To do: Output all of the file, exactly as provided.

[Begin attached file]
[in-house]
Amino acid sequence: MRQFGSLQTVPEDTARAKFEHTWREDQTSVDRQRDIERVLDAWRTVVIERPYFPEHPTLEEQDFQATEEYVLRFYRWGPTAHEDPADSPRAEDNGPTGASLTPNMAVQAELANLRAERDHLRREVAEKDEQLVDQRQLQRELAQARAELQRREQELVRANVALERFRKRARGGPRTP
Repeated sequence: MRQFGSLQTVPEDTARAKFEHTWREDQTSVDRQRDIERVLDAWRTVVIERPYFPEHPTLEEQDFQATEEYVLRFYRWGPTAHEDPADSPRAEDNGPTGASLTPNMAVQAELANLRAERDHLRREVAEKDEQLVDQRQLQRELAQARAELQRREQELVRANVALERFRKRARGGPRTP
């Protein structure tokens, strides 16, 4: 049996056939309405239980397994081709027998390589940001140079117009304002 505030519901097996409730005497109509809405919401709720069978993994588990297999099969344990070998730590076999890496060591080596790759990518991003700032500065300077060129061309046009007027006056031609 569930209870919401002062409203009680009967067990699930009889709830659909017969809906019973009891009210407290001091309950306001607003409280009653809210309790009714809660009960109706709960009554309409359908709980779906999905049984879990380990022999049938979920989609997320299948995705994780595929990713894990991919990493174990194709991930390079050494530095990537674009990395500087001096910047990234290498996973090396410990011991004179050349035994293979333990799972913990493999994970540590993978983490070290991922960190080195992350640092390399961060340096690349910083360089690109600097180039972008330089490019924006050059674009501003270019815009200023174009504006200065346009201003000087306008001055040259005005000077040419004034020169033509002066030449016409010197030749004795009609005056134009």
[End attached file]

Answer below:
[in-house]
Amino acid sequence: MRQFGSLQTVPEDTARAKFEHTWREDQTSVDRQRDIERVLDAWRTVVIERPYFPEHPTLEEQDFQATEEYVLRFYRWGPTAHEDPADSPRAEDNGPTGASLTPNMAVQAELANLRAERDHLRREVAEKDEQLVDQRQLQRELAQARAELQRREQELVRANVALERFRKRARGGPRTP
Repeated sequence: MRQFGSLQTVPEDTARAKFEHTWREDQTSVDRQRDIERVLDAWRTVVIERPYFPEHPTLEEQDFQATEEYVLRFYRWGPTAHEDPADSPRAEDNGPTGASLTPNMAVQAELANLRAERDHLRREVAEKDEQLVDQRQLQRELAQARAELQRREQELVRANVALERFRKRARGGPRTP
């Protein structure tokens, strides 16, 4: 049996056939309405239980397994081709027998390589940001140079117009304002 505030519901097996409730005497109509809405919401709720069978993994588990297999099969344990070998730590076999890496060591080596790759990518991003700032500065300077060129061309046009007027006056031609 569930209870919401002062409203009680009967067990699930009889709830659909017969809906019973009891009210407290001091309950306001607003409280009653809210309790009714809660009960109706709960009554309409359908709980779906999905049984879990380990022999049938979920989609997320299948995705994780595929990713894990991919990493174990194709991930390079050494530095990537674009990395500087001096910047990234290498996973090396410990011991004179050349035994293979333990799972913990493999994970540590993978983490070290991922960190080195992350640092390399961060340096690349910083360089690109600097180039972008330089490019924006050059674009501003270019815009200023174009504006200065346009201003000087306008001055040259005005000077040419004034020169033509002066030449016409010197030749004795009609005056134009």